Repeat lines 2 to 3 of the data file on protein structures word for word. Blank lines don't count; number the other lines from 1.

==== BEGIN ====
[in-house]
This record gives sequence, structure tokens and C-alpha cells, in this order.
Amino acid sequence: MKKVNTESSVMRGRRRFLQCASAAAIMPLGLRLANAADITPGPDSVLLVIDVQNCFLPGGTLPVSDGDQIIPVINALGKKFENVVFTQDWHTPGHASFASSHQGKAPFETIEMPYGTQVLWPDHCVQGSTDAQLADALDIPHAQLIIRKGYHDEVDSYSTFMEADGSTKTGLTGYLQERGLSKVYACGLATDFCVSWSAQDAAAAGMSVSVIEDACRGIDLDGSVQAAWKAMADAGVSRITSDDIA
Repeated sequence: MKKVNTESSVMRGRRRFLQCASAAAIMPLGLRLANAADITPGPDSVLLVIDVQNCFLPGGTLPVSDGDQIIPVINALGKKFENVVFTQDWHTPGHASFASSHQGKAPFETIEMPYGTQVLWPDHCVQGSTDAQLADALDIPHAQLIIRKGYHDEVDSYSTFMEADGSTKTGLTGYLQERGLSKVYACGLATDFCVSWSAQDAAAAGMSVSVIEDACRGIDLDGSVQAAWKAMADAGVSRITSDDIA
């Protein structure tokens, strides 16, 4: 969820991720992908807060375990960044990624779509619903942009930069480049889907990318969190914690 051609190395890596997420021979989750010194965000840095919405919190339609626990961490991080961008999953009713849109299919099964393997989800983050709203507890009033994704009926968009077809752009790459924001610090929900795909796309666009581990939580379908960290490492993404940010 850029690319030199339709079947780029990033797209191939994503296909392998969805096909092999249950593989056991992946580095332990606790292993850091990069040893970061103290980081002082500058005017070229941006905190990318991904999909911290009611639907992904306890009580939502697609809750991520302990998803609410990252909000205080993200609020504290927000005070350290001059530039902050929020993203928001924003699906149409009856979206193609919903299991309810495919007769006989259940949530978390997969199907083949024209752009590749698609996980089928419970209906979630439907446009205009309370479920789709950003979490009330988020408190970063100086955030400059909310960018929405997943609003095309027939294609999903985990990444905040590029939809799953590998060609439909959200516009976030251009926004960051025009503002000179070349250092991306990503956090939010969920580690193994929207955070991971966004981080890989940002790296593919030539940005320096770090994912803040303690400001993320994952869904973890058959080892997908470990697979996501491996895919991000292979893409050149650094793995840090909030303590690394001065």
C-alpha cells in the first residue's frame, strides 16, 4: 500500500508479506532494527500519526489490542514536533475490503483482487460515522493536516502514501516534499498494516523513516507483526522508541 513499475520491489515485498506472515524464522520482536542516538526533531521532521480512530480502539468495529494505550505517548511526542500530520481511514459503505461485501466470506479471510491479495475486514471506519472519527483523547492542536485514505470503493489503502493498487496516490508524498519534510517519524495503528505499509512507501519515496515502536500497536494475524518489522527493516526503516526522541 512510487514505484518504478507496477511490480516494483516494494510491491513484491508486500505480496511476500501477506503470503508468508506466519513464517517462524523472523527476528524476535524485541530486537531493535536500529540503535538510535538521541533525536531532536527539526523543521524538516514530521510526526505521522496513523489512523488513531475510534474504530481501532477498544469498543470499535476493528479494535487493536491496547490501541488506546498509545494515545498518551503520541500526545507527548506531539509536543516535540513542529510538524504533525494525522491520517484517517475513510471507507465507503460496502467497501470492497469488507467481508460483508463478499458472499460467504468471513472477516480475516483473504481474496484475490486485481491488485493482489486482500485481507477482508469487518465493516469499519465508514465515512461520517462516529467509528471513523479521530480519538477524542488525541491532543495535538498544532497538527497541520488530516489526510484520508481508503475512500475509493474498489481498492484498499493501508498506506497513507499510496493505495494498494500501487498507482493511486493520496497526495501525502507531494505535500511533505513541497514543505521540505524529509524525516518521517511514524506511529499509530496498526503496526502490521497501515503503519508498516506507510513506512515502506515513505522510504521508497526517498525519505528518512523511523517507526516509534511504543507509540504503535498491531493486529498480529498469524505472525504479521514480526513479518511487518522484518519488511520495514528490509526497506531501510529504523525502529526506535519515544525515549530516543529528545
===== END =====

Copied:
This record gives sequence, structure tokens and C-alpha cells, in this order.
Amino acid sequence: MKKVNTESSVMRGRRRFLQCASAAAIMPLGLRLANAADITPGPDSVLLVIDVQNCFLPGGTLPVSDGDQIIPVINALGKKFENVVFTQDWHTPGHASFASSHQGKAPFETIEMPYGTQVLWPDHCVQGSTDAQLADALDIPHAQLIIRKGYHDEVDSYSTFMEADGSTKTGLTGYLQERGLSKVYACGLATDFCVSWSAQDAAAAGMSVSVIEDACRGIDLDGSVQAAWKAMADAGVSRITSDDIA